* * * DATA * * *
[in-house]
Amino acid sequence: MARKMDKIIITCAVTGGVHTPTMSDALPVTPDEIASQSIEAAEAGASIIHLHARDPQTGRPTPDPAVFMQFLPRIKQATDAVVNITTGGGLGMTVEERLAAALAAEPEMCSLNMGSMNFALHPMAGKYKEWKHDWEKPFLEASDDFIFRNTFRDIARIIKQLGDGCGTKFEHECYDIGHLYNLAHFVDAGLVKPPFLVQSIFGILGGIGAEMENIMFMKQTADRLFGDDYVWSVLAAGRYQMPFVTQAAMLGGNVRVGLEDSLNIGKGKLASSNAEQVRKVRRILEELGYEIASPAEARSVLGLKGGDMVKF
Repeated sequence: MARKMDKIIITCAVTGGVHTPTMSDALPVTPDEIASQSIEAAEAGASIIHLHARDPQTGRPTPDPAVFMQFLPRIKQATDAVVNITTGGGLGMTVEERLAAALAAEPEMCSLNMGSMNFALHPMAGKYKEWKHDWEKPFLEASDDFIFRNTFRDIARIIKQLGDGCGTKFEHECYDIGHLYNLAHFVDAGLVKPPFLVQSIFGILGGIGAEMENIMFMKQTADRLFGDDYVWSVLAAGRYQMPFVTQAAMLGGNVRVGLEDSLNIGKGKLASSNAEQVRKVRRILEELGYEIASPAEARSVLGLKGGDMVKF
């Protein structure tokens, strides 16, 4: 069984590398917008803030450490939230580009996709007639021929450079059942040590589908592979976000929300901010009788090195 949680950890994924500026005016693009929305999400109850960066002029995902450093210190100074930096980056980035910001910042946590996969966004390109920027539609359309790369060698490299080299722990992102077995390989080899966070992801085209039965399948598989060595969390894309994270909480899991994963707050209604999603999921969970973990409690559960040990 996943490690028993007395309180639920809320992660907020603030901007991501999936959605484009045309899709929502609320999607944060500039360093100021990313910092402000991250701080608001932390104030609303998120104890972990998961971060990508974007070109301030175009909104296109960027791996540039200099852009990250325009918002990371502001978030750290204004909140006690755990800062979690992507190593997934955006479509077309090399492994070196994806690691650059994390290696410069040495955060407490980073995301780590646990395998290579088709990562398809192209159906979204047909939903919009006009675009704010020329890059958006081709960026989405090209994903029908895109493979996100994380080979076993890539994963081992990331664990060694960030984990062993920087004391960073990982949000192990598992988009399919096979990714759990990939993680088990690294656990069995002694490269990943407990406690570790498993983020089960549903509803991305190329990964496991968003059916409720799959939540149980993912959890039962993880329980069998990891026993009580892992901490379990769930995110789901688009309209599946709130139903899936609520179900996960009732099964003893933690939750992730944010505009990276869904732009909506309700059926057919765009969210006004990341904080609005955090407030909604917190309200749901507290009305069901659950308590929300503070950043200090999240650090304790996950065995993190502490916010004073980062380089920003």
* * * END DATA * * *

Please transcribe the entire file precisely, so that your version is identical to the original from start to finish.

[in-house]
Amino acid sequence: MARKMDKIIITCAVTGGVHTPTMSDALPVTPDEIASQSIEAAEAGASIIHLHARDPQTGRPTPDPAVFMQFLPRIKQATDAVVNITTGGGLGMTVEERLAAALAAEPEMCSLNMGSMNFALHPMAGKYKEWKHDWEKPFLEASDDFIFRNTFRDIARIIKQLGDGCGTKFEHECYDIGHLYNLAHFVDAGLVKPPFLVQSIFGILGGIGAEMENIMFMKQTADRLFGDDYVWSVLAAGRYQMPFVTQAAMLGGNVRVGLEDSLNIGKGKLASSNAEQVRKVRRILEELGYEIASPAEARSVLGLKGGDMVKF
Repeated sequence: MARKMDKIIITCAVTGGVHTPTMSDALPVTPDEIASQSIEAAEAGASIIHLHARDPQTGRPTPDPAVFMQFLPRIKQATDAVVNITTGGGLGMTVEERLAAALAAEPEMCSLNMGSMNFALHPMAGKYKEWKHDWEKPFLEASDDFIFRNTFRDIARIIKQLGDGCGTKFEHECYDIGHLYNLAHFVDAGLVKPPFLVQSIFGILGGIGAEMENIMFMKQTADRLFGDDYVWSVLAAGRYQMPFVTQAAMLGGNVRVGLEDSLNIGKGKLASSNAEQVRKVRRILEELGYEIASPAEARSVLGLKGGDMVKF
């Protein structure tokens, strides 16, 4: 069984590398917008803030450490939230580009996709007639021929450079059942040590589908592979976000929300901010009788090195 949680950890994924500026005016693009929305999400109850960066002029995902450093210190100074930096980056980035910001910042946590996969966004390109920027539609359309790369060698490299080299722990992102077995390989080899966070992801085209039965399948598989060595969390894309994270909480899991994963707050209604999603999921969970973990409690559960040990 996943490690028993007395309180639920809320992660907020603030901007991501999936959605484009045309899709929502609320999607944060500039360093100021990313910092402000991250701080608001932390104030609303998120104890972990998961971060990508974007070109301030175009909104296109960027791996540039200099852009990250325009918002990371502001978030750290204004909140006690755990800062979690992507190593997934955006479509077309090399492994070196994806690691650059994390290696410069040495955060407490980073995301780590646990395998290579088709990562398809192209159906979204047909939903919009006009675009704010020329890059958006081709960026989405090209994903029908895109493979996100994380080979076993890539994963081992990331664990060694960030984990062993920087004391960073990982949000192990598992988009399919096979990714759990990939993680088990690294656990069995002694490269990943407990406690570790498993983020089960549903509803991305190329990964496991968003059916409720799959939540149980993912959890039962993880329980069998990891026993009580892992901490379990769930995110789901688009309209599946709130139903899936609520179900996960009732099964003893933690939750992730944010505009990276869904732009909506309700059926057919765009969210006004990341904080609005955090407030909604917190309200749901507290009305069901659950308590929300503070950043200090999240650090304790996950065995993190502490916010004073980062380089920003």